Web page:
On October 19th, the Treasury and IRS issued proposed regulations and other guidance related to Opportunity Zones. The proposed regulations provide investors, developers, and sponsors with answers to many, but not all, of the questions that have been raised over the past 10 months. Although the regulations are only proposed regulations, Treasury has stated that these regulations can be relied upon. Caveat being, if they are relied upon they must be relied upon in their entirety. No picking and choosing which sections you want to follow.
What we now know – highlights of some of the items that the proposed regulations addressed
Due to some ambiguous wording within the Opportunity Zone provisions there was a question as to which types of gains would qualify. The proposed regulations state that any gain that is treated as a capital gain for tax purposes qualifies. Therefore ordinary gains, including depreciation recapture gains, will not qualify and presumably 1231 gains will qualify.
Staying with qualifying gains, we now know that partners and S-Corporation owners, as well as the partnership or S-Corporation itself, can elect to defer qualifying gains by reinvesting into a qualified opportunity zone fund (“QOF”). This allows the greatest flexibility for taxpayers to invest into Opportunity Zones. Additionally, if a partner or S-Corporation owner is going to elect to defer the gain through reinvestment into an Opportunity Zone, they have the option to either reinvest within 180 days of the capital gain event or within 180 days from the end of the partnership or S-Corporation’s taxable year.
The proposed regulations also remove any doubt around what kind of equity investments qualify for the gain exclusion for investments held for 10-years. To qualify for the beneficial tax treatment for 10-year investments you must invest equity from gains that you elected to defer and ultimately recognize in 2026. Meaning any equity that has already been taxed does not qualify for the 10-year hold incentive.
Of most concern to those who were eager to take advantage of Opportunity Zones was how long did a qualified opportunity zone business have to deploy their cash into qualifying property? We now know that there is a 31 month working capital safe harbor if certain conditions are met. This should provide ample time for a business to raise equity and perform due diligence before acquiring and or developing qualifying assets.
The proposed regulations, along with the newly issued Revenue Ruling 2018-29, address the substantial improvement requirements as it relates to acquisitions of land. When land and building are acquired, only the building must be substantially improved. This is a considerably favorable outcome for taxpayers as it can significantly reduce the development costs required to be incurred to meet the substantially improved definition. As a result, taxpayers can more easily convert a land and building acquisition into qualified property.
The statue states that a QOF must hold 90 percent of its assets in qualified opportunity zone property. This seems simple enough however asset values can be calculated many ways. The regulations provide us with the exact manner in how these values are calculated. If the QOF has “applicable financial statements” (ie – audited financials), it uses the values as reported on those financial statements. If the QOF does not have applicable financial statements, then you use the cost of each asset. However even this may not provide us with all the answers we need since “cost” can have varying definitions.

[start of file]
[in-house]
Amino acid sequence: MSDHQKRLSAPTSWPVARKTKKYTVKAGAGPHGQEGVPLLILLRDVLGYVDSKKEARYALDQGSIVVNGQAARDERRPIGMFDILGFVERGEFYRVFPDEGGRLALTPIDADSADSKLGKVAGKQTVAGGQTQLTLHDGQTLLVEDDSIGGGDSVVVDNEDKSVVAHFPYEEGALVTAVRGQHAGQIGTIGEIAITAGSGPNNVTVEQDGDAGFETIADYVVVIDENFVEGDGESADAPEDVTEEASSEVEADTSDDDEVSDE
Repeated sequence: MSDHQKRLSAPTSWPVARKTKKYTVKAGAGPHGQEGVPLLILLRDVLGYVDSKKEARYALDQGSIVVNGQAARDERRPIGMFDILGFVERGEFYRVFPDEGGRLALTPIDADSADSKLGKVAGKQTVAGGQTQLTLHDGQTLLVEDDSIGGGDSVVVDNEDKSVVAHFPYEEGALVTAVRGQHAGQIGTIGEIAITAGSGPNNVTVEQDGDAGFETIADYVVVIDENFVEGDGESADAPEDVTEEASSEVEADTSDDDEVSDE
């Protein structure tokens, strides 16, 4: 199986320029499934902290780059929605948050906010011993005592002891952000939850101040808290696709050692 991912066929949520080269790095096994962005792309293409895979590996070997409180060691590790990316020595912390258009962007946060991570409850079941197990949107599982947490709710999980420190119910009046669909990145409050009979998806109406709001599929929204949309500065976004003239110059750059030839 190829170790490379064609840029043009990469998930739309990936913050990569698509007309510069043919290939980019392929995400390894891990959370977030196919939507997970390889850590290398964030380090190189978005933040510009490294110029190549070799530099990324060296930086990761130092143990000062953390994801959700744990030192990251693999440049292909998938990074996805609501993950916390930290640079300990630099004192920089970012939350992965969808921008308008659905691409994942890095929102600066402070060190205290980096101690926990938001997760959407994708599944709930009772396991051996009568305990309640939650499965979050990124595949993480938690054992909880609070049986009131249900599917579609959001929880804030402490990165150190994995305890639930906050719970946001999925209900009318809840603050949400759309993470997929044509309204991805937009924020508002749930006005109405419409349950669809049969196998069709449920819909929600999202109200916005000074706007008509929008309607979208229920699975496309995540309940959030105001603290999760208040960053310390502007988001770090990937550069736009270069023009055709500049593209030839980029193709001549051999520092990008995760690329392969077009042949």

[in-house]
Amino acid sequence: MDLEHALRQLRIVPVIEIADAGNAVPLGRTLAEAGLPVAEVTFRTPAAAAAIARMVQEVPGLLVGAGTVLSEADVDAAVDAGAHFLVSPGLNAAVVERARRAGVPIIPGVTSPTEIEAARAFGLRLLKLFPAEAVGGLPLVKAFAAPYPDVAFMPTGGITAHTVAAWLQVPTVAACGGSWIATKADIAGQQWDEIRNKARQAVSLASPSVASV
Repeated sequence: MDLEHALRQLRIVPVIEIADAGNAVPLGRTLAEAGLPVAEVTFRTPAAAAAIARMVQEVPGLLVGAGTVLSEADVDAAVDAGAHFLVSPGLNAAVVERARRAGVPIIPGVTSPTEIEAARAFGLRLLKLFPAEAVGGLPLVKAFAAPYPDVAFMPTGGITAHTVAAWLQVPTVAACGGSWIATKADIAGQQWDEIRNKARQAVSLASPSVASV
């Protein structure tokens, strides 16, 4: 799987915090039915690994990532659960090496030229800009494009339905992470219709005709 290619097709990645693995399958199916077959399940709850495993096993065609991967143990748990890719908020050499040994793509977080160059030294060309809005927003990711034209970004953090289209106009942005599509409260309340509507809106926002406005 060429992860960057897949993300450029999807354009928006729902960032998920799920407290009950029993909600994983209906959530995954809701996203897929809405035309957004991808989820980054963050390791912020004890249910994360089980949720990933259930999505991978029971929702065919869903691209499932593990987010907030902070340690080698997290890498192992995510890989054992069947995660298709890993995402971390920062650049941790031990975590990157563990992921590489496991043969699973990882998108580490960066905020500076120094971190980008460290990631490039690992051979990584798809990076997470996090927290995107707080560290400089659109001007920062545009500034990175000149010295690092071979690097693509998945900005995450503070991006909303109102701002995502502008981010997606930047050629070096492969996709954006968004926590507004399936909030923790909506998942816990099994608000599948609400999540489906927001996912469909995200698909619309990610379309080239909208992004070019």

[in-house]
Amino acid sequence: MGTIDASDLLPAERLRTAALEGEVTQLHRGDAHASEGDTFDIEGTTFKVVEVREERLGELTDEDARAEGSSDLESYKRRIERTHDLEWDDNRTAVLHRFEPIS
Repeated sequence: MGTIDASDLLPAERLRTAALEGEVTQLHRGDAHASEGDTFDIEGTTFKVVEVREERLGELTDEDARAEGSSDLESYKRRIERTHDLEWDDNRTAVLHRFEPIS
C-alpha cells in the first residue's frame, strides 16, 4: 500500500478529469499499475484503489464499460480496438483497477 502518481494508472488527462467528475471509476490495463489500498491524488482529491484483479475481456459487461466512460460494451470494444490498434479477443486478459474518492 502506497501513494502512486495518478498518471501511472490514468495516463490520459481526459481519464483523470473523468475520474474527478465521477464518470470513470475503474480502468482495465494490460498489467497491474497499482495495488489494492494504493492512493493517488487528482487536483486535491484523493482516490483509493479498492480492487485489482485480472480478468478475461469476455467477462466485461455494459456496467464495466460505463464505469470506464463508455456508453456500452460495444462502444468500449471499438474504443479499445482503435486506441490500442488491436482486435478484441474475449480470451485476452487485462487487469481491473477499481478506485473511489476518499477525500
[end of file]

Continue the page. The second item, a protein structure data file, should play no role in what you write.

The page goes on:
To qualify as an opportunity zone business, “substantially all” of the partnership or corporation’s tangible property must be qualified opportunity zone business property. With the proposed regulations, Treasury has ruled that substantially all means 70 percent.
What we still don’t know – a few of the open items
Although many questions were answered, not all were. In the preamble to the proposed regulations, Treasury stated that they, along with the IRS, are working on additional proposed regulations “expected to be released in the near future”.
Until then, here are a sampling of questions that can be debated.
What types of transactions may trigger inclusion of gains that were previously deferred through Opportunity Zone investments. What is the “reasonable period” for a QOF to reinvest the proceeds from the sale of qualifying assets without paying a penalty? How is the penalty for failing the 90 percent asset test calculated? How do 1231 loss carryforwards play into the ability to defer 1231 gains? What does “original use” mean?
Finally, do we really know what the term “substantially all” means? This term is used throughout the Opportunity Zone provisions however the proposed regulations only define substantially all for one section, see above. How is “substantially all” defined for the remaining sections of the Opportunity Zone provisions? Will they be consistent and conclude that in all cases substantially all means 70 percent?
We Can Help
Elliott Davis has a team of experienced finance and tax advisors who can assist you with navigating the complexities of Opportunity Zones. If you aren’t sure that an Opportunity Zone investment is the best investment for you, we can calculate and compare after-tax returns between an Opportunity Zone investment and another investment alternative. If you decide you want to benefit from an Opportunity Zone investment, we can assist you with the organizational structuring, designing the working capital safe harbor plans and analyzing possible exit strategies. Additionally, we can assist you with annual compliance including the 90 percent asset test, the 50 percent gross income test, the substantially all requirements, as well as, the related income tax filings.
For more information on how we can help, contact Cory Ouellette.